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Which IDE?

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Quote:
Original post by flangazor
You may find yourself working in so many languages that one IDE isn't adequate and then you may give up and go back to VIM or Emacs and a command prompt.

Vim and Emacs are truly the emperor's new clothes of the programming world. Hell, they're not even that new.

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I like Bloodshed Dev-C++, but it does NOT play well with DirectX, I think it has some modules for OpenGL though. The inline assembler is kinda funky too. I would get MSVS .Net as soon as you can afford it, since most intro to graphics programming books seem to use MSVC++ exclusively. Once you get into college they practically throw compilers and software at you, so if you're in a college you might want to check what programs they have available for free download.

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Quote:
Original post by flangazor
You may find yourself working in so many languages that one IDE isn't adequate and then you may give up and go back to VIM or Emacs and a command prompt. Everyone I've worked with does this apart from a few who use an IDE.

You do realize that Developer Studio (the Visual Studio IDE) is fundamentally language agnostic? And that you can write plugins and extensions for any language if you have the time, inclination and skill, much like Emacs modes?

But I suppose that if you like that sort of thing, or think that using gdb is fun (DDD notwithstanding)... hey. Do your thing™.

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I can't live without Visual Studio .NET 2003. Now that my project is growing to a professional level its worth every cent.

It is rumored that the 2005 version will be much cheaper so you might want to wait for that. The beta versions are very good but has a limited license. Another option is to buy the cheap Visual C++ .NET 2003 Standard version (~100 dollar) and combine it with the free Visual C++ Toolkit 2003 compiler. This is the same compiler as the Professional edition, and the Standard edition gives you the IDE. You'll be limited to C++ but I assume that's no problem.

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I really like Vim, but i can't combine it with VC++ .NET 2003, so i stoped using it. I think that Visual Stuidio is the best IDE, and i also think the same for OS.

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Quote:
Original post by Arild Fines
Quote:
Original post by flangazor
You may find yourself working in so many languages that one IDE isn't adequate and then you may give up and go back to VIM or Emacs and a command prompt.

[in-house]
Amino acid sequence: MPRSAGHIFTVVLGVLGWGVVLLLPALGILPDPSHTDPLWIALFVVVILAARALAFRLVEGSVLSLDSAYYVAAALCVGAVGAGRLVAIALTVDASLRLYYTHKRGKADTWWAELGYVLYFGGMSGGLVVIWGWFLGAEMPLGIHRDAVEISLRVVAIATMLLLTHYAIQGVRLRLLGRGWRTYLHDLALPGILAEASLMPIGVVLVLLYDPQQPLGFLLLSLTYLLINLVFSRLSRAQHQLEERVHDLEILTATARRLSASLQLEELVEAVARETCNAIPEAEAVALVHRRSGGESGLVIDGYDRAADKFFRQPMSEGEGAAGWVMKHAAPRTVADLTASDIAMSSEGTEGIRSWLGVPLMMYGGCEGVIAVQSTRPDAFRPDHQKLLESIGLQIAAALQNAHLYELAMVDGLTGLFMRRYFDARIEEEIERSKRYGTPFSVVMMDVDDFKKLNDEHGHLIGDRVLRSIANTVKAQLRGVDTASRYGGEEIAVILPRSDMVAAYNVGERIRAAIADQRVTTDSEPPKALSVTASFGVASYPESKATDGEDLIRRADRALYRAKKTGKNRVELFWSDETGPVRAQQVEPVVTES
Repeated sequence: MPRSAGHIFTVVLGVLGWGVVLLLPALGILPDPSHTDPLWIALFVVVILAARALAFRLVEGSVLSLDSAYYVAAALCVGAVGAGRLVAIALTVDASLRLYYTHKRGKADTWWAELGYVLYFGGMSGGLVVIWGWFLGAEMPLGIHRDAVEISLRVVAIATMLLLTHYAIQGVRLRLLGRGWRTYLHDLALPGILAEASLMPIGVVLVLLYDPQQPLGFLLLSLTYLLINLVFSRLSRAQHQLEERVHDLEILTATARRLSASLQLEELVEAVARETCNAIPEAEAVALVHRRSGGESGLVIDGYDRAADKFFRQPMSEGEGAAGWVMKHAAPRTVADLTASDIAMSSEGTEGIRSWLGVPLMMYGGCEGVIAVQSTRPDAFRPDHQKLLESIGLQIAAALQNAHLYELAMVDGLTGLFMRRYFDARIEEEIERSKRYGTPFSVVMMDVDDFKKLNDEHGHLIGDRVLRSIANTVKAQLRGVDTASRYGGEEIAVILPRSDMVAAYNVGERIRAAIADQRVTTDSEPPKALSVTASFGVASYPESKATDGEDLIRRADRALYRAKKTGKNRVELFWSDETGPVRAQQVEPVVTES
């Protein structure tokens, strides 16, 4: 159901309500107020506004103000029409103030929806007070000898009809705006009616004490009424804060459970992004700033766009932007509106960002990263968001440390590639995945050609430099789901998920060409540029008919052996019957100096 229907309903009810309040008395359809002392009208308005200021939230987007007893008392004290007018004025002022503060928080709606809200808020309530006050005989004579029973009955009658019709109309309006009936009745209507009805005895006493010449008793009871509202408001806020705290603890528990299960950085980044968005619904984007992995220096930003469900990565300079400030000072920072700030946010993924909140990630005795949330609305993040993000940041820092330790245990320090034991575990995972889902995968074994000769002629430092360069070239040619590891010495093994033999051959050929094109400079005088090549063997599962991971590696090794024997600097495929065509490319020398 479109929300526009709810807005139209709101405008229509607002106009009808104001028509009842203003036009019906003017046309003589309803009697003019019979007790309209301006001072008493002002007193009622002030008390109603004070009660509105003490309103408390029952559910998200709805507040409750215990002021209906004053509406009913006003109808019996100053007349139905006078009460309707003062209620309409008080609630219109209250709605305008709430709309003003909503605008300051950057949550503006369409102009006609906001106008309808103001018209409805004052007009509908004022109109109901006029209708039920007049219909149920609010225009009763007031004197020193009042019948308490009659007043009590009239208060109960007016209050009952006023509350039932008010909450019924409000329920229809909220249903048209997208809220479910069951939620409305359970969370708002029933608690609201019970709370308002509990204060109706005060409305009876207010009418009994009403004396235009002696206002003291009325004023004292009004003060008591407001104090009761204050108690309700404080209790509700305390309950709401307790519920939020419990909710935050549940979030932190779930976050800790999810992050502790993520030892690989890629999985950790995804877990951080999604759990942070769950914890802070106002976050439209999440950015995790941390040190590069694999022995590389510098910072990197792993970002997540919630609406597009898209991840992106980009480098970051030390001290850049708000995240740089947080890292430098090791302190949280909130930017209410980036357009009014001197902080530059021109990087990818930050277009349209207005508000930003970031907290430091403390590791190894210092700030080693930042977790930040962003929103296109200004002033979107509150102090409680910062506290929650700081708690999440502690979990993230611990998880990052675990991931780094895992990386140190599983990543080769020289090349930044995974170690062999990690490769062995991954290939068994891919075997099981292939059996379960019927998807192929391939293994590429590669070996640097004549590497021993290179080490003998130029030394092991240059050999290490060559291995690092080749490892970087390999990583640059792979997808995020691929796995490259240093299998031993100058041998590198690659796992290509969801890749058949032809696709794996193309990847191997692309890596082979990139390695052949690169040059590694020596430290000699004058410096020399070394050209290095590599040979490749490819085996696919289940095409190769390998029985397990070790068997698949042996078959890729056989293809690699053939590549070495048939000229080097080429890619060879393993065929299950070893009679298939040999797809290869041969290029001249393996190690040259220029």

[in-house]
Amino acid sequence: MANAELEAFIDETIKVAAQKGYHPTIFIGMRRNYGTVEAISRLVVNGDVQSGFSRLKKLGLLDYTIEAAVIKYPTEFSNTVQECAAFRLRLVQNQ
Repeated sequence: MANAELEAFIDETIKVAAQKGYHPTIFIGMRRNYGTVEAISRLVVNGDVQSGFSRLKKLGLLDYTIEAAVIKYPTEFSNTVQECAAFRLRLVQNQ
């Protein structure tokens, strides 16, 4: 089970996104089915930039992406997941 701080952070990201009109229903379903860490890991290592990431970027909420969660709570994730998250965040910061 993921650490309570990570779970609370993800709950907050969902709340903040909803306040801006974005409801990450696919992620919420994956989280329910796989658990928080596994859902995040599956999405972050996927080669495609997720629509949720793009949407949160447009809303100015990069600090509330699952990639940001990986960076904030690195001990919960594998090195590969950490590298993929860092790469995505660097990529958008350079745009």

Vim and Emacs are truly the emperor's new clothes of the programming world. Hell, they're not even that new.
I don't know how to respond to non-sequitors.
Quote:
Oluseyi said:
You do realize that Developer Studio (the Visual Studio IDE) is fundamentally language agnostic? And that you can write plugins and extensions for any language if you have the time, inclination and skill, much like Emacs modes?

But I suppose that if you like that sort of thing, or think that using gdb is fun (DDD notwithstanding)... hey. Do your thing™.
I realise that but I've only seen the extensions from ActiveState. It seems no one can be bothered to write even write syntax higihlighters for VS. In any event, the text editor in VS isn't very good when compared to something like TextPad, Vim, or quite a few of the editors out there (my pinky is trashed so I don't really feel like suggesting emacs anymore. Stupid keyboards with Caps Lock being where CTRL should be...).

Why did you even bother with the second comment?

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Guest Anonymous Poster
Quote:
Original post by flangazor
Stupid keyboards with Caps Lock being where CTRL should be...


Umm... Where do you buy your keyboards? Cap lock should be on the left side between Tab and (left) Shift. Ctrl (control) should be on the lower left corner or lower right.

Since I use ctrl as my mic in most games I've more then adapted to it's location. What I really need is a new mouse with more then 3 buttons I guess.

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Quote:
Original post by Anonymous Poster
Quote:
Original post by flangazor
Stupid keyboards with Caps Lock being where CTRL should be...


Umm... Where do you buy your keyboards? Cap lock should be on the left side between Tab and (left) Shift. Ctrl (control) should be on the lower left corner or lower right.

Since I use ctrl as my mic in most games I've more then adapted to it's location. What I really need is a new mouse with more then 3 buttons I guess.
Back in the 80s, you could get keyboards with CTRL where Caps Lock is now. Sun and IBM made them for UNIX since CTRL is used often for command lines and in Emacs. It's significantly more comfortable to have CTRL next to the A key and no one uses the Caps Lock, so wtf? Pic.

Now CTRL is way off on the bottom corner and stuff like Emacs and UNIX shells using CTRL make you contort your hand off the homerow and it blows.

Let's not derail the thread anymore. I just wanted to chime in that not all professional developers use IDEs and thought it might interest the OP.

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Guest Anonymous Poster
Visual C++ 2005 is in beta 2 and it's free. It supports C89, C99, Standard C++ and C++.NET. You can continue in Win32 (unmanaged) or CLR (managed) applications. It's probably one of the greatest IDE's for serious C++ developers.

http://lab.msdn.microsoft.com/express/visualc/default.aspx

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